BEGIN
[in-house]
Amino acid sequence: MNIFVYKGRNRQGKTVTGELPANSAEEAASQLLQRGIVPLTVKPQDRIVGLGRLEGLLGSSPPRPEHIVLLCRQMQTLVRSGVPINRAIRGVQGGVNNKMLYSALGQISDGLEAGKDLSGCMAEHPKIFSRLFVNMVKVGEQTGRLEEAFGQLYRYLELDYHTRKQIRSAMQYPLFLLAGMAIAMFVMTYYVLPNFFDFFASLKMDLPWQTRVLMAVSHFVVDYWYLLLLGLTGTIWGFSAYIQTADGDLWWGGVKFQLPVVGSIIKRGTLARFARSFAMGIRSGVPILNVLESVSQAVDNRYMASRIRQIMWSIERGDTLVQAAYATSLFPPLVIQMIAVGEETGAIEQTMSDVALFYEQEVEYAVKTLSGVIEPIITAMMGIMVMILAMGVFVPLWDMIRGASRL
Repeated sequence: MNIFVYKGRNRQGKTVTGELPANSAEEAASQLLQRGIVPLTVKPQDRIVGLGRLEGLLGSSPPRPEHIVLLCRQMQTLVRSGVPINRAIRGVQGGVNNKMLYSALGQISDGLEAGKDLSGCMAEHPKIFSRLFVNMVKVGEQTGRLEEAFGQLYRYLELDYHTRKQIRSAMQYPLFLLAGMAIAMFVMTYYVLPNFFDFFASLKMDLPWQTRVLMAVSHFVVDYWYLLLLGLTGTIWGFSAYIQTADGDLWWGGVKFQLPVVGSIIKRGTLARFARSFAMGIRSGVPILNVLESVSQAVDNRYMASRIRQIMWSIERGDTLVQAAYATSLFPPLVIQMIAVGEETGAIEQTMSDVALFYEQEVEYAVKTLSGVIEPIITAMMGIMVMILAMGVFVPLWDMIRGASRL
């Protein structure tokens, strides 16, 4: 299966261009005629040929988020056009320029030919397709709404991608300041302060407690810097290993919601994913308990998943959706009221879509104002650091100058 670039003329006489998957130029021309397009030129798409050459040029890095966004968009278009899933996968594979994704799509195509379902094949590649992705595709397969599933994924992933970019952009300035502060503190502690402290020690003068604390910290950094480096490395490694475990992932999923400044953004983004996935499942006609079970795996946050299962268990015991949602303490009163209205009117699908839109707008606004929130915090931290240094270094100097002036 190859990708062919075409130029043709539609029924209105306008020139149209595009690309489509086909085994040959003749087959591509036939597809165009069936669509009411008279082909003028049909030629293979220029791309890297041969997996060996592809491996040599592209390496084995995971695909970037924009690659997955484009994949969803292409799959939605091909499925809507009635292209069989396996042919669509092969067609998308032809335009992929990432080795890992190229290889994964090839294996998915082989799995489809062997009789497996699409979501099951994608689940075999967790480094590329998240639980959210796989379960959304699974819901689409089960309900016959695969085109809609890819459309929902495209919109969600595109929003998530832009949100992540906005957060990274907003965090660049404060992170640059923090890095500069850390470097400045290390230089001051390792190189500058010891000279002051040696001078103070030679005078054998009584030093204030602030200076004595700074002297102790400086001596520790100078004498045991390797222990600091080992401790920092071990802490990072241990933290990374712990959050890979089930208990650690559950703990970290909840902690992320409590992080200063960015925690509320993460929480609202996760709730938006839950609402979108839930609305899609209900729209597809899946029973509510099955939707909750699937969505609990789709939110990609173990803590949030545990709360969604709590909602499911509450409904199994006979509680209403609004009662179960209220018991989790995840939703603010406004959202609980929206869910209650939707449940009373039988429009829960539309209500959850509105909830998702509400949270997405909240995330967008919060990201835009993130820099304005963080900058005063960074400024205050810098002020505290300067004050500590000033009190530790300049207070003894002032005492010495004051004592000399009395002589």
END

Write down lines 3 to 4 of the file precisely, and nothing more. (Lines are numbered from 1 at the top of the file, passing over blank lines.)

Repeated sequence: MNIFVYKGRNRQGKTVTGELPANSAEEAASQLLQRGIVPLTVKPQDRIVGLGRLEGLLGSSPPRPEHIVLLCRQMQTLVRSGVPINRAIRGVQGGVNNKMLYSALGQISDGLEAGKDLSGCMAEHPKIFSRLFVNMVKVGEQTGRLEEAFGQLYRYLELDYHTRKQIRSAMQYPLFLLAGMAIAMFVMTYYVLPNFFDFFASLKMDLPWQTRVLMAVSHFVVDYWYLLLLGLTGTIWGFSAYIQTADGDLWWGGVKFQLPVVGSIIKRGTLARFARSFAMGIRSGVPILNVLESVSQAVDNRYMASRIRQIMWSIERGDTLVQAAYATSLFPPLVIQMIAVGEETGAIEQTMSDVALFYEQEVEYAVKTLSGVIEPIITAMMGIMVMILAMGVFVPLWDMIRGASRL
């Protein structure tokens, strides 16, 4: 299966261009005629040929988020056009320029030919397709709404991608300041302060407690810097290993919601994913308990998943959706009221879509104002650091100058 670039003329006489998957130029021309397009030129798409050459040029890095966004968009278009899933996968594979994704799509195509379902094949590649992705595709397969599933994924992933970019952009300035502060503190502690402290020690003068604390910290950094480096490395490694475990992932999923400044953004983004996935499942006609079970795996946050299962268990015991949602303490009163209205009117699908839109707008606004929130915090931290240094270094100097002036 190859990708062919075409130029043709539609029924209105306008020139149209595009690309489509086909085994040959003749087959591509036939597809165009069936669509009411008279082909003028049909030629293979220029791309890297041969997996060996592809491996040599592209390496084995995971695909970037924009690659997955484009994949969803292409799959939605091909499925809507009635292209069989396996042919669509092969067609998308032809335009992929990432080795890992190229290889994964090839294996998915082989799995489809062997009789497996699409979501099951994608689940075999967790480094590329998240639980959210796989379960959304699974819901689409089960309900016959695969085109809609890819459309929902495209919109969600595109929003998530832009949100992540906005957060990274907003965090660049404060992170640059923090890095500069850390470097400045290390230089001051390792190189500058010891000279002051040696001078103070030679005078054998009584030093204030602030200076004595700074002297102790400086001596520790100078004498045991390797222990600091080992401790920092071990802490990072241990933290990374712990959050890979089930208990650690559950703990970290909840902690992320409590992080200063960015925690509320993460929480609202996760709730938006839950609402979108839930609305899609209900729209597809899946029973509510099955939707909750699937969505609990789709939110990609173990803590949030545990709360969604709590909602499911509450409904199994006979509680209403609004009662179960209220018991989790995840939703603010406004959202609980929206869910209650939707449940009373039988429009829960539309209500959850509105909830998702509400949270997405909240995330967008919060990201835009993130820099304005963080900058005063960074400024205050810098002020505290300067004050500590000033009190530790300049207070003894002032005492010495004051004592000399009395002589």